8. Selling Portals
    9. Supply Chain Portals
    10. Business-to-Employee Portals
    11. Summary
    12. Directions for Further Research
    13. Endnotes
    14. References
  10. Employee Portals: Just the Next Step in the Journey
    1. Abstract
    2. Web Portals
    3. Employee Self-Service (ESS)
    4. Conclusion
    5. References
  11. A Flexible Evaluation Framework for Web Portals Based on Multi-Criteria Analysis
    1. Abstract
    2. Introduction
    3. Background
    4. Evaluation Framework Presentation
    5. Evaluation Process
    6. Application: Go-Digital Web Portal Case
    7. Discussion and Conclusions
    8. Acknowledgment
    9. References
  12. Web Portals in Government Service
    1. Abstract
    2. Introduction
    3. Portal Models
    4. Research Method
    5. Victorian Government Portals
    6. Conclusion
    7. References
  13. Building New Systems for Decision Support in Education: Was There a Baby in That Bathwater?
    1. Abstract
    2. Introduction
    3. Background
    4. What Forms Do Knowledge Management and Decision Support Systems Take?
    5. Why Take an Inventory of Existing Systems?
    6. Methods for Performing a System Inventory
    7. Range of Systems Available
    8. Information Quality as Guiding Principle
    9. Conclusion
    10. Endnotes
    11. References
  14. Educational Portals: A Way to Get an Integrated, User-Centric University Information System
    1. Abstract
    2. Introduction
    3. Portals in Higher-Education Institutions—The Motivation
    4. The Case at the University of Ljubljana
    5. Renovation of the Student Records Information System (SRIS)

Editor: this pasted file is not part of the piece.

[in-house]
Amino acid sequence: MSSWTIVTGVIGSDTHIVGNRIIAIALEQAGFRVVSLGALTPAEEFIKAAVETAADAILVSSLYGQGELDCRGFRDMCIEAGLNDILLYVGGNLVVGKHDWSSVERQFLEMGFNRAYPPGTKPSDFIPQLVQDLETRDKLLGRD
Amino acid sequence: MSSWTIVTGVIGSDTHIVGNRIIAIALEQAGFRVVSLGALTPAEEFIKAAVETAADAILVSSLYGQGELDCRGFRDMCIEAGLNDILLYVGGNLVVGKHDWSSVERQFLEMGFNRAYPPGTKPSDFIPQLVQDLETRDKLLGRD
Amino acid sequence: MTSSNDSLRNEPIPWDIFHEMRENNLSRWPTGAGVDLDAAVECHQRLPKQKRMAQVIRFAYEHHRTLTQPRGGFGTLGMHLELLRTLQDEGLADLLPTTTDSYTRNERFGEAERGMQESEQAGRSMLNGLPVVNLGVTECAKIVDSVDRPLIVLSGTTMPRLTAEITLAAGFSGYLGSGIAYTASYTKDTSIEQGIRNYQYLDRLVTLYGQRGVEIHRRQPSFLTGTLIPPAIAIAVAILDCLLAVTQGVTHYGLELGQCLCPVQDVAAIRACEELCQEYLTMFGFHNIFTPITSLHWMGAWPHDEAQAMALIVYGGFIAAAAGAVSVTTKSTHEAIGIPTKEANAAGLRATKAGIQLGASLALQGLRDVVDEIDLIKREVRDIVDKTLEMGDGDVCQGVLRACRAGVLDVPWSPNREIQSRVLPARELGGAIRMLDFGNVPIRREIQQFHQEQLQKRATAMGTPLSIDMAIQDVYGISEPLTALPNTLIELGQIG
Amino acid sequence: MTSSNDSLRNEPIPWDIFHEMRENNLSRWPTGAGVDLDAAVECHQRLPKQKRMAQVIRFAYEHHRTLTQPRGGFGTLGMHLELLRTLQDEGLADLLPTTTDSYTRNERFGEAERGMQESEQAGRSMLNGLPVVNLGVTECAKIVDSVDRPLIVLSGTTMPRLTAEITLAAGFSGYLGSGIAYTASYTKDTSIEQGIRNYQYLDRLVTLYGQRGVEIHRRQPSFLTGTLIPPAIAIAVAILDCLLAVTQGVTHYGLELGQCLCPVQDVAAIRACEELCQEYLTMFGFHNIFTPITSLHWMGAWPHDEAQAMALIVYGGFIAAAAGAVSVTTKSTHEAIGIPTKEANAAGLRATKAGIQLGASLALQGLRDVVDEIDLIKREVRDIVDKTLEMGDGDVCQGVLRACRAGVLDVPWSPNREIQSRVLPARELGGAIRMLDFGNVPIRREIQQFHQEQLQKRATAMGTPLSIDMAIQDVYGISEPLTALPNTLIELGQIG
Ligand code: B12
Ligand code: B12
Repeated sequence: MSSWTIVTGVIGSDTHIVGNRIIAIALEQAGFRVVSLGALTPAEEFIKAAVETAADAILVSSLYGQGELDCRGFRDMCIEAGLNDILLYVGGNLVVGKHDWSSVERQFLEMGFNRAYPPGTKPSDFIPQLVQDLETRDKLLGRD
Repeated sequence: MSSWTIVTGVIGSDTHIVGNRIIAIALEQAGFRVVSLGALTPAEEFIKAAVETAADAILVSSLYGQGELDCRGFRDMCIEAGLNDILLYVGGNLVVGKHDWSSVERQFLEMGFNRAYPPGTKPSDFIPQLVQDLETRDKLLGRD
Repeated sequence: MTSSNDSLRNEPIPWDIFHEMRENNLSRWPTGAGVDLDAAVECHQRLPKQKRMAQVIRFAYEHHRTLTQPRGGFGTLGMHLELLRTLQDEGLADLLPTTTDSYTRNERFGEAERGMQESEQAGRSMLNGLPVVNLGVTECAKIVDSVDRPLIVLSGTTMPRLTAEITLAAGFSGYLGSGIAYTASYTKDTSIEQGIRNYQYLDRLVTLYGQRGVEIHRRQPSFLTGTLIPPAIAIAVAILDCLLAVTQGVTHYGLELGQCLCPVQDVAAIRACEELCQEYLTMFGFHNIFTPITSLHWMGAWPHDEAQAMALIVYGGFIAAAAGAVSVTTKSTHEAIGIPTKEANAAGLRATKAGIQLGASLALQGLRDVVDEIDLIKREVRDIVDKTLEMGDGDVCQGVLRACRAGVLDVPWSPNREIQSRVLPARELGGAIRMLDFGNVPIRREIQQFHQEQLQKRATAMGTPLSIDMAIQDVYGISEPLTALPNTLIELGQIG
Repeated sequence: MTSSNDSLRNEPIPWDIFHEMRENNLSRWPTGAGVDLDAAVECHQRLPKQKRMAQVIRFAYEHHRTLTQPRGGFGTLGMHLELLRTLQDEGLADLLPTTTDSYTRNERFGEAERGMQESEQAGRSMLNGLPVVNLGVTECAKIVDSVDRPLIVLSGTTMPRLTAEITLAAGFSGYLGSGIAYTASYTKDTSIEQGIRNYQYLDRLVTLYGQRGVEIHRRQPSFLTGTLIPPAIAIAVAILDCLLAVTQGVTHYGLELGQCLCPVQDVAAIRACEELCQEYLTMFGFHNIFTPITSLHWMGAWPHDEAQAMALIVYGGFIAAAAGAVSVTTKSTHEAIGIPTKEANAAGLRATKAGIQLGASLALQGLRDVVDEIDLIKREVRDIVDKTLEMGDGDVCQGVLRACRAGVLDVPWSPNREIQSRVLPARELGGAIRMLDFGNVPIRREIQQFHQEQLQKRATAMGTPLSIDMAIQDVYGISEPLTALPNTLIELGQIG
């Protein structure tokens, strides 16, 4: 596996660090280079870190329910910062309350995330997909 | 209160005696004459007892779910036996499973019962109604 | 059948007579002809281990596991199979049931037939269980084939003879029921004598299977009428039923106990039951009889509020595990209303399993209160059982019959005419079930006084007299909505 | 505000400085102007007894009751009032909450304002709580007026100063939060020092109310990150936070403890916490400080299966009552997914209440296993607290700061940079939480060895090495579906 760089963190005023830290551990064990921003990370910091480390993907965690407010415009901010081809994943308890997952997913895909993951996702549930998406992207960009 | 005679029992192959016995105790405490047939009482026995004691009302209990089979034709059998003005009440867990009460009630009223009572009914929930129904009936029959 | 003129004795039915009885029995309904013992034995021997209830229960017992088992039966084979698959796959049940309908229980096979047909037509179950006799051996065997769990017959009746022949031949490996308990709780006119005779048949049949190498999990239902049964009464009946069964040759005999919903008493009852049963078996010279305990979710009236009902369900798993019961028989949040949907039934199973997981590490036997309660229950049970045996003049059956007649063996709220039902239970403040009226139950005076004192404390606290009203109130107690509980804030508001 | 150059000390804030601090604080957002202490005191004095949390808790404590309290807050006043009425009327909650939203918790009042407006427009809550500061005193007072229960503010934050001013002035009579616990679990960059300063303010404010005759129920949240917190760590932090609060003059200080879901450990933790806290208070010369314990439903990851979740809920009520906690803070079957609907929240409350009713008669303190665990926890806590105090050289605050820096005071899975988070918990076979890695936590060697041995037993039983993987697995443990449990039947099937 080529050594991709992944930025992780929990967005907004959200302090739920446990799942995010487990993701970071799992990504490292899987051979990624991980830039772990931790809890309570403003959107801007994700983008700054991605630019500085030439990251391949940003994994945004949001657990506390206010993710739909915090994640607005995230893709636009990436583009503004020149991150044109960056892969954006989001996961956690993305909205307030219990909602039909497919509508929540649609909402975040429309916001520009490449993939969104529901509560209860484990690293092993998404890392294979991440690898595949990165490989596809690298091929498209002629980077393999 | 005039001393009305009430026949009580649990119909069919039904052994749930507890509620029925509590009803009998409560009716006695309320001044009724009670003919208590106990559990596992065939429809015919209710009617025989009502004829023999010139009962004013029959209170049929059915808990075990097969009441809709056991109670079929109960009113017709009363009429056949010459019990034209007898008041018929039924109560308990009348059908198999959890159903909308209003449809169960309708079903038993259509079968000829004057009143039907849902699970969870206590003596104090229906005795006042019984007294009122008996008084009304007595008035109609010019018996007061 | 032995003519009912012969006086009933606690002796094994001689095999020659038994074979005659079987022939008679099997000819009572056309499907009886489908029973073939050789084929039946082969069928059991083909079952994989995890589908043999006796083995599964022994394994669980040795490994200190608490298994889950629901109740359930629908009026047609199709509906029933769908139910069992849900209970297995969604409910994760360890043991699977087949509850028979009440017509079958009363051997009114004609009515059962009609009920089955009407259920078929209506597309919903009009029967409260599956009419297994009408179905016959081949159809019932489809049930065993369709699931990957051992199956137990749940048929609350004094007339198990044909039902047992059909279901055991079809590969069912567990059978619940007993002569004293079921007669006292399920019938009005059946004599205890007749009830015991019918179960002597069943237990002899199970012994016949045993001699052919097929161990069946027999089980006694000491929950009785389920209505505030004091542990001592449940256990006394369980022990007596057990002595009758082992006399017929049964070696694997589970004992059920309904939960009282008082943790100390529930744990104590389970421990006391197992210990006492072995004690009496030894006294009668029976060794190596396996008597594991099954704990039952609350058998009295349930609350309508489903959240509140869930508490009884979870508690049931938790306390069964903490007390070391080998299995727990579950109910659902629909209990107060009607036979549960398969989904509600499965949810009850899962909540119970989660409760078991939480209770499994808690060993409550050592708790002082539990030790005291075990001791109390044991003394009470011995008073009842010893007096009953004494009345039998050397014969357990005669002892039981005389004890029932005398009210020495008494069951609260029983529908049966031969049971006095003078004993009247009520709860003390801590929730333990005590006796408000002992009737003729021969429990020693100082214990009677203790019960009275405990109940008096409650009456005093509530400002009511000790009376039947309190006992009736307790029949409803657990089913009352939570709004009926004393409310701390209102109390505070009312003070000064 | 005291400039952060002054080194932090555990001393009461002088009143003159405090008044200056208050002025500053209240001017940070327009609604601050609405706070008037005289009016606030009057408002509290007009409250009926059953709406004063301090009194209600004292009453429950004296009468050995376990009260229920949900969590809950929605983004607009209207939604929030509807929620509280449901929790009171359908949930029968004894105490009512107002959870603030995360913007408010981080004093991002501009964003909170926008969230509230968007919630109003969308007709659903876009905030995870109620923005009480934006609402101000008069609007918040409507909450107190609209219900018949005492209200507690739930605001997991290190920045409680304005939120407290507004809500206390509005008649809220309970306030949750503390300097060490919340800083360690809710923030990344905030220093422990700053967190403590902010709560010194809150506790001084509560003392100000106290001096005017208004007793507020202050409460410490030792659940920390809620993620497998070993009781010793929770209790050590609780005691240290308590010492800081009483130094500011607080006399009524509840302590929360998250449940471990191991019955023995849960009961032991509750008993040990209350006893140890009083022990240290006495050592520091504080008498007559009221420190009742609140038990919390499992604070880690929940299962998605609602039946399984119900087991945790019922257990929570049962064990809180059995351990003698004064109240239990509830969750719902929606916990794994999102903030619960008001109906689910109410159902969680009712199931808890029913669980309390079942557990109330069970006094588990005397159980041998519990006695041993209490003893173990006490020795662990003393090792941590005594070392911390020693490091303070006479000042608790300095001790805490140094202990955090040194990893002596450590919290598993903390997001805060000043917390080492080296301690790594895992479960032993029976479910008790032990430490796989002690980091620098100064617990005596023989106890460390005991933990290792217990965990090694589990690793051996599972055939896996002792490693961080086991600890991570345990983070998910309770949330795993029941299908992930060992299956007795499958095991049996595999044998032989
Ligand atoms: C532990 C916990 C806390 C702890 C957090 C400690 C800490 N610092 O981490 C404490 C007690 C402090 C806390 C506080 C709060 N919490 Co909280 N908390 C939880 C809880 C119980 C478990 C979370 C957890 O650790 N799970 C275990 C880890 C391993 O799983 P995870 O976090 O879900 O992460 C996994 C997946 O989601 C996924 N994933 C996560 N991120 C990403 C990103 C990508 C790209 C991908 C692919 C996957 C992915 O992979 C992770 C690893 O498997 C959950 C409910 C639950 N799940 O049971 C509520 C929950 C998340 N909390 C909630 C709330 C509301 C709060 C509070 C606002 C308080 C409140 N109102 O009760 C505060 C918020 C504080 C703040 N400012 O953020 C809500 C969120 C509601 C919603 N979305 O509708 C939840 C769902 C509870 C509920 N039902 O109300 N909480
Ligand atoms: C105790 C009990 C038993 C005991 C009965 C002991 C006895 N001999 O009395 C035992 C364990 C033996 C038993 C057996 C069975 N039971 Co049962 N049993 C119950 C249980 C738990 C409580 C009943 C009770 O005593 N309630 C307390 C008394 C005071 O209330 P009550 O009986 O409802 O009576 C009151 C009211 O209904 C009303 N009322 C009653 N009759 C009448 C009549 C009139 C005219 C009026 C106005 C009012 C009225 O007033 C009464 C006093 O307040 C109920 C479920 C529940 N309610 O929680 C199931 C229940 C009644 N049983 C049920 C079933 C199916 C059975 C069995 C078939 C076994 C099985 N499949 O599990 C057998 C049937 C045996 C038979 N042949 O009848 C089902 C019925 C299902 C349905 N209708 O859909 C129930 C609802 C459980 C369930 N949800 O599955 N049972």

6. Conclusion
    7. References
  15. Intelligent Portals for Supporting Medical Information Needs
    1. Abstract
    2. Introduction
    3. Health Internet Usage
    4. Current Portal Technology
    5. Intelligent Medical Portals
    6. Medical Portals Analysis
    7. Conclusion
    8. References
  16. Portal Services for Older Australians
    1. Abstract
    2. Introduction
    3. Portals
    4. Classification of Portals
    5. Older People and Their Needs
    6. About Seniors, Greypath, and Internet Virtual Communities
    7. Older People and Portal Loyalty: About Seniors and Greypath
    8. Older Person Needs and Portals: Greypath and About Seniors
    9. Discussion and Conclusion
    10. Endnote
    11. References
  17. Functioning Portal Interfaces to Support Knowledge Enabling
    1. Abstract
    2. Introduction
    3. Portals to Support Knowledge Creation and Sharing
    4. The Role of Portals
    5. KM Portal Design
    6. Enterprise Information Portals, or Corporate Portals
    7. Enterprise Knowledge Portals
    8. Information or Knowledge Portal?
    9. Successful Knowledge Management Using Portals
    10. Portals That Support KM
    11. Features of Successful Portals
    12. How Many Portals is Enough?
    13. Conclusion
    14. References
  18. Developing a Portal to Build a Business Community
    1. Abstract
    2. Introduction
    3. The Beginnings of the Bizewest Portal
    4. Building the Portal
    5. Getting Business to Adopt the Portal
    6. The Demise and Transformation of the Portal
    7. Conclusion
    8. References
  19. About the Authors
  20. Index